Rob Carr, Associated Press
Da' Tara's jockey, Alan Garcia, holds aloft the trophy after winning the Belmont Stakes.

NEW YORK — In the days before the Belmont Stakes, Robert LaPenta kept waiting for someone, anyone, to ask him about Da' Tara.

"Not one writer mentioned Da' Tara to come in anywhere in the race except next to last," LaPenta said. "They kept saying he didn't belong in the race. But I had a feeling. I thought he would do very well."

Did he ever.

The 3-year-old colt spoiled Big Brown's run at history Saturday, claiming the Belmont as the longest shot in the nine-horse field and giving his vivacious owner and trainer Nick Zito redemption.

Four months ago, the duo thought they would be celebrating in the winner's circle with the highly touted War Pass. But last year's Breeders' Cup Juvenile champion's path to the Triple Crown ended in April thanks to a a leg injury.

"We wish we were here with War Pass, but Da' Tara said he would do it for him," a giddy LaPenta said.

Da' Tara wasn't even considered for the Derby, not after finishing 23 1/2 lengths behind Big Brown in the Florida Derby. Yet Zito kept sending him out there, and when the son of Tiznow managed to finish second to Roman Emperor at the Barbaro Stakes on the Preakness undercard, LaPenta decided to take a flier and put him in the punishing Belmont.

"Nick called about a week ago and he said, 'Are we crazy?"' LaPenta said. "And we said, 'Look, we're always crazy,' and we did it."

Da' Tara did it by zipping to the lead under jockey Alan Garcia, who hadn't ridden the colt since the horse's debut race at Belmont last September. Speed horses aren't supposed to manage the demanding 1 1/2-mile third jewel of the Triple Crown, and Zito admits he kept looking at Big Brown during the race, waiting for the Kentucky Derby and Preakness winner to make his move.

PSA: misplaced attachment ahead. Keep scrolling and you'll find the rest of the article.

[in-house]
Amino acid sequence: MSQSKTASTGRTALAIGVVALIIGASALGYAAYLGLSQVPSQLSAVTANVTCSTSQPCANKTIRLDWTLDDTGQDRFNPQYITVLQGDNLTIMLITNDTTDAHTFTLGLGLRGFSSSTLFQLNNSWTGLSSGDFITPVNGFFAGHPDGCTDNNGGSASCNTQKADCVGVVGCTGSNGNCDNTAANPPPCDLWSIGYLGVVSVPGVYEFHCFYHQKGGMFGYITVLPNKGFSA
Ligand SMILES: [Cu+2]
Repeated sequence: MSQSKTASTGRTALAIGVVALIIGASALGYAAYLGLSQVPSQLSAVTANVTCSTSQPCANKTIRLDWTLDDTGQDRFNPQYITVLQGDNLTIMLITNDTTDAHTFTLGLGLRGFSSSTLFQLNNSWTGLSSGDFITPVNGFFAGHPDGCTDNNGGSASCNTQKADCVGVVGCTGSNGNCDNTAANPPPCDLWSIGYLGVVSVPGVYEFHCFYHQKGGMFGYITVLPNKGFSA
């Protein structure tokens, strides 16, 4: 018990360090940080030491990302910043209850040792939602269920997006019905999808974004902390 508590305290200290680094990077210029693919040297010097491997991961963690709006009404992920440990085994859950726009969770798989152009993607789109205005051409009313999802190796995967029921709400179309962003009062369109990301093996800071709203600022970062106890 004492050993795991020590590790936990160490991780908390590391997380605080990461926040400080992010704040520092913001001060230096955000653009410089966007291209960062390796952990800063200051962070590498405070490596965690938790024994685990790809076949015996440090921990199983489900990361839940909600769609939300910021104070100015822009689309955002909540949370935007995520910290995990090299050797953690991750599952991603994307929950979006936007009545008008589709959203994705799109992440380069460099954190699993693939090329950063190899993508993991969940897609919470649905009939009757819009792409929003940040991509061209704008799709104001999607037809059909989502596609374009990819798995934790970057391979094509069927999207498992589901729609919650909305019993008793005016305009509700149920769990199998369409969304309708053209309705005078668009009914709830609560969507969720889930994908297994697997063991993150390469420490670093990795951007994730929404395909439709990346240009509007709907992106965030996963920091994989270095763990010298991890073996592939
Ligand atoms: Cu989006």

Only the move never came. Instead, it was Da' Tara who took off, pulling away from the field and giving Zito his second Triple Crown spoiler in five years. Zito trained 2004 Belmont winner Birdstone, who edged by Smarty Jones in the final 70 yards to win.

No such dramatics were necessary this time around. Zito began celebrating his fifth Triple Crown win a little early, jumping up and down over the race's final quarter-mile while Big Brown pulled up and finished last.

"Big Brown's a champion. He just wasn't himself today and we took advantage of it," Zito said.

The victory was the first Triple Crown win for the 22-year-old Garcia, whom Zito had replaced on Da' Tara after that first ride, and the colt went through four riders over his next races before Zito decided to give him another try in the Belmont.

Garcia repaid him by expertly taking Da' Tara directly to the lead in the Belmont. While Big Brown struggled, Da' Tara played around, flicking his ears while they raced down the backstretch to let Garcia know he had plenty left.

"I started to smile and say 'I think I have (a) shot,"' Garcia said. "Then my horse take off and I thought, 'Oh, my God."'

The win gave Zito and LaPenta a dose of good karma to offset the problems of the spring, when War Pass stumbled from unbeaten youngster to karmically challenged also-ran. He finished last in the Tampa Bay Derby, then suffered a gash in his chin during a bumpy plane ride to New York for the Wood Memorial, where he was caught in the final six strides by Tale of Ekati.

Even with War Pass out, Zito kept plugging away. He sent Anak Nakal — who wound up in a dead heat for third in the Belmont — and Cool Coal Man to the paddock at Churchill Downs in the Run for the Roses. Neither horse factored in the race, with Anak Nakal finishing seventh and Cool Coal Man ending up 15th.

At that point, Da' Tara was still a project, coming in fifth during the lightly regarded Derby Trial in late April. But there was something about the way he ran the Barbaro Stakes that made Zito think he was onto something.

On Saturday, that something turned into one of the more remarkable wins in Zito's storied career.

Asked to put the win in career perspective, Zito referenced a song used in the documentary "The First Saturday in May," which chronicled the 2006 Derby.

"They have a song in there, I think, that's absolutely appropriate to what happened today, 'Rain or Shine,' and today was shine."